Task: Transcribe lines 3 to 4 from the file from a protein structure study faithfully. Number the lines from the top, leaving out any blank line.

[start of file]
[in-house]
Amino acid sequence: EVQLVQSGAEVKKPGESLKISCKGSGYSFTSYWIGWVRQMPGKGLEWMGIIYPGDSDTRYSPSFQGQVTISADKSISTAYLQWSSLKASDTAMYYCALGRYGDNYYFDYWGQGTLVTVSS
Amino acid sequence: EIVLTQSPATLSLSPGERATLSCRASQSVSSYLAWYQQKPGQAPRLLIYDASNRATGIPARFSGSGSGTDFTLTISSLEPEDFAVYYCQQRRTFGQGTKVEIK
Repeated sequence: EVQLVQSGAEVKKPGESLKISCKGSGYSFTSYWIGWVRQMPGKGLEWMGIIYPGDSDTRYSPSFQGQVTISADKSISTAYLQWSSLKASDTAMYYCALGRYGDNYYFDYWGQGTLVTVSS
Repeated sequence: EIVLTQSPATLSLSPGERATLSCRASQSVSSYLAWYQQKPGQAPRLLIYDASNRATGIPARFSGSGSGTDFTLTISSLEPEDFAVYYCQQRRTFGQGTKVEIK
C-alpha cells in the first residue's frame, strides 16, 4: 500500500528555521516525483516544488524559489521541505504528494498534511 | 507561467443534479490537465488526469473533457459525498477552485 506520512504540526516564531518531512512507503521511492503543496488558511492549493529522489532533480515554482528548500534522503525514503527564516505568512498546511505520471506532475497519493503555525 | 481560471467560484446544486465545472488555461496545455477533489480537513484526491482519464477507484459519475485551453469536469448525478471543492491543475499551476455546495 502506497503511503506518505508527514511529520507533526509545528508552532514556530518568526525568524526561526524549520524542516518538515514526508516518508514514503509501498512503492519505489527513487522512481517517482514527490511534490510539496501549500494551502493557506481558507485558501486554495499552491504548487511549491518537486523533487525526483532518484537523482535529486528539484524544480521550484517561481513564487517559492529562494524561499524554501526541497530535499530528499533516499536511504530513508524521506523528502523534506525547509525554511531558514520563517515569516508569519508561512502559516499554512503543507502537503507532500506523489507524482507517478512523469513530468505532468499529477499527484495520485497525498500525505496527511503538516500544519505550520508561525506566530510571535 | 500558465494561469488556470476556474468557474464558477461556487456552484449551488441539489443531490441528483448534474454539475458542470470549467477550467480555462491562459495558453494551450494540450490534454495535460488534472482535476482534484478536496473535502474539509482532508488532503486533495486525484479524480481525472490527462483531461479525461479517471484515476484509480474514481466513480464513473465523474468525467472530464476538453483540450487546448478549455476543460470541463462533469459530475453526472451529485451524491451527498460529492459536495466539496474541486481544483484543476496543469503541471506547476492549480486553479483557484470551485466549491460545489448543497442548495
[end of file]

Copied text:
Amino acid sequence: EIVLTQSPATLSLSPGERATLSCRASQSVSSYLAWYQQKPGQAPRLLIYDASNRATGIPARFSGSGSGTDFTLTISSLEPEDFAVYYCQQRRTFGQGTKVEIK
Repeated sequence: EVQLVQSGAEVKKPGESLKISCKGSGYSFTSYWIGWVRQMPGKGLEWMGIIYPGDSDTRYSPSFQGQVTISADKSISTAYLQWSSLKASDTAMYYCALGRYGDNYYFDYWGQGTLVTVSS